Promoting Excellence : A University-Affiliated Geriatric Practice

School of Nursing and School of Medicine
University of North Carolina–Chapel Hill
Chapel Hill, North Carolina

Martha L. Henderson, MSN, MDiv, DrMin, GNP

Martha L. Henderson Martha Henderson practices as an adult nurse practitioner and geriatric nurse practitioner through the Program on Aging at the University of North Carolina–Chapel Hill (UNC). A self-proclaimed “end-of-life care facilitator,” she helps fill the health care and communication gaps often faced by the chronically ill elderly. Henderson is a Project on Death in America faculty scholar. Her special area of expertise is advanced care planning. Her doctoral dissertation, Beyond the Living Will, explores results from a study showing that discussing end-of-life preferences lowered death anxiety in a sample of retirement community elderly.

Generally, the patients Henderson serves have fallen through the cracks, being ineligible for home care and hospice, and have advanced chronic illness, such as end-stage heart and lung disease, dementia or cancer. Because their prognosis and trajectory for dying is fairly uncertain, they may not meet hospice’s six-month criterion. In addition, many of Henderson’s patients do not see themselves as terminally ill. Henderson also cares for people who home health won’t see because they can’t meet the strict criterion of being homebound.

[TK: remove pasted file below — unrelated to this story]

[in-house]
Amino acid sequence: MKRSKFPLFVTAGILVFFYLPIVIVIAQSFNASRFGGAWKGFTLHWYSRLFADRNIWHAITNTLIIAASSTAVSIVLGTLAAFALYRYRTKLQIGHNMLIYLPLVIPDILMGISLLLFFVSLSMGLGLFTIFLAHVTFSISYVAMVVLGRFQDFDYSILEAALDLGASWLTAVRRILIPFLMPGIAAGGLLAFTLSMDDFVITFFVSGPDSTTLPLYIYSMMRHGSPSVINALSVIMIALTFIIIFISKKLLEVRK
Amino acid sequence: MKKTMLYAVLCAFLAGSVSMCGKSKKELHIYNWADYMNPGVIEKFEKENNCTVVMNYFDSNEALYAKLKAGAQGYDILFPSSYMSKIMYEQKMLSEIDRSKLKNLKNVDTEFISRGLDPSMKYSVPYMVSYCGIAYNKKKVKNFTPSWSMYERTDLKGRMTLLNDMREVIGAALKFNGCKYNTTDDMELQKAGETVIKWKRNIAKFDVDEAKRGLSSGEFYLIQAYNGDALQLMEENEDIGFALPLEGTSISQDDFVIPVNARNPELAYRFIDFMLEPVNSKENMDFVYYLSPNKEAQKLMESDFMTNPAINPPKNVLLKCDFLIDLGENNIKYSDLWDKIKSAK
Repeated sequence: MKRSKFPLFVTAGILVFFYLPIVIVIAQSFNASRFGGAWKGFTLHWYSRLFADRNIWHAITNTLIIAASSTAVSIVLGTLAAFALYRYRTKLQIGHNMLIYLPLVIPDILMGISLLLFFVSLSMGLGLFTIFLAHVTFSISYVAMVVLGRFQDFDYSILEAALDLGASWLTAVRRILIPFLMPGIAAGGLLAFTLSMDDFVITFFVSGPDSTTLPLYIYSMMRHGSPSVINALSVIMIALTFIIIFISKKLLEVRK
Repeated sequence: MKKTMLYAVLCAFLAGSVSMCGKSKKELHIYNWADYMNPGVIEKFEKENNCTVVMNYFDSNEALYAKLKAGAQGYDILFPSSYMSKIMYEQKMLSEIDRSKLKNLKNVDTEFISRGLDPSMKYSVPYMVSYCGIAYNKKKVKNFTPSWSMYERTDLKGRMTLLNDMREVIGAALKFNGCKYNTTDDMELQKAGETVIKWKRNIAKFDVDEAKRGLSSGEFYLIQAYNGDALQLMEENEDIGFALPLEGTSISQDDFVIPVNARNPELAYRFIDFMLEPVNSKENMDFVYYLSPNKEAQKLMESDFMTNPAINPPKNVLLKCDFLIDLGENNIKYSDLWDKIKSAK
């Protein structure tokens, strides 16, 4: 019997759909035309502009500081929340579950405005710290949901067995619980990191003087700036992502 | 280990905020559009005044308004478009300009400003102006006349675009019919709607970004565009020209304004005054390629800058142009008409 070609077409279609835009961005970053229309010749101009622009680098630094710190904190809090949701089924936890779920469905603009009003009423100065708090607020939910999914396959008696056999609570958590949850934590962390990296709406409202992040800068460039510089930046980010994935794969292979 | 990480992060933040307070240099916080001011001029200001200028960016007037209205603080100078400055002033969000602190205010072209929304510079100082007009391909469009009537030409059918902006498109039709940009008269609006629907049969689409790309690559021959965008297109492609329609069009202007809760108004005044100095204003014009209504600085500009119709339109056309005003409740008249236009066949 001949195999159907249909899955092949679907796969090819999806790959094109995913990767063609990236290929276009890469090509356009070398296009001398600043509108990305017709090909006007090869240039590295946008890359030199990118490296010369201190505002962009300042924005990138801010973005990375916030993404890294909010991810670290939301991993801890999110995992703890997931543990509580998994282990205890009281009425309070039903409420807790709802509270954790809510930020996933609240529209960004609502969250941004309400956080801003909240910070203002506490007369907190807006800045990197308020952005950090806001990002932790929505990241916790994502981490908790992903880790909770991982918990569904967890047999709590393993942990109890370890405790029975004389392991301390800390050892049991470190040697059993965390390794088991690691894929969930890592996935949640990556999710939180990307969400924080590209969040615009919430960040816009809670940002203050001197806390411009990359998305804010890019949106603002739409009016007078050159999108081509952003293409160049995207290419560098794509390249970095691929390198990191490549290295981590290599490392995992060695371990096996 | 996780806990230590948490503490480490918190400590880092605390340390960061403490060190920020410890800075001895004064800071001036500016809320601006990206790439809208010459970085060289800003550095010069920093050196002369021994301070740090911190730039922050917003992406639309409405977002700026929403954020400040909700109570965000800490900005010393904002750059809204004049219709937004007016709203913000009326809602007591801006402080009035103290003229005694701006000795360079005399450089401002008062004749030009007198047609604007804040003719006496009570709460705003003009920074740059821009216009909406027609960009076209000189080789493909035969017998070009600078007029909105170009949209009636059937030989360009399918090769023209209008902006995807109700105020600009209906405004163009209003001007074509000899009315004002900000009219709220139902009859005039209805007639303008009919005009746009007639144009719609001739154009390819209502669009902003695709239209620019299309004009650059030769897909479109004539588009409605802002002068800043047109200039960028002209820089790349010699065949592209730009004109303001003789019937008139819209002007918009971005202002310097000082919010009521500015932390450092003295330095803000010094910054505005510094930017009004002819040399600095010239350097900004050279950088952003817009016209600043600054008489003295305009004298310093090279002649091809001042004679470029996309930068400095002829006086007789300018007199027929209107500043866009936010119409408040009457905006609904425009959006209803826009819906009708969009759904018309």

Delivering the Basics
Henderson provides five basic services. She calls in professional colleagues as needed to ensure that these services are available:

  • Assessment: Henderson assesses the patient’s function and the adequacy of current living arrangements, including caregiver support.
  • Symptom management: Henderson does what is necessary to ensure that chronic illness is treated at the maximum level possible and/or that comfort care, including drug therapy, is provided. She also asks patients what is most important to them and how they want to use their limited time and energy.
  • Advanced care planning: Henderson defines advanced care planning as a “process in which people begin to think about their mortality, what’s important to them and how they want to die.” She helps her patients write an advanced care plan, including appointment of a surrogate decision maker and the completion of an advanced directive, if that is what they desire.
  • Emotional, social and spiritual counseling: Henderson helps patients deal with their own grieving and letting go of life. She may treat depression or anxiety with medication and counseling. Henderson also helps people come to terms with dying, which often involves listening, praying and reading scripture. She may make a referral to a pastor, priest or rabbi to help the patient maximize his or her own resources for spiritual support.
  • Continuity, coordination and communication: Henderson stays with a patient and family from admission until the patient dies. “This means that every time the patient changes settings, they have a familiar face—a care provider who knows them medically and personally,” she explains.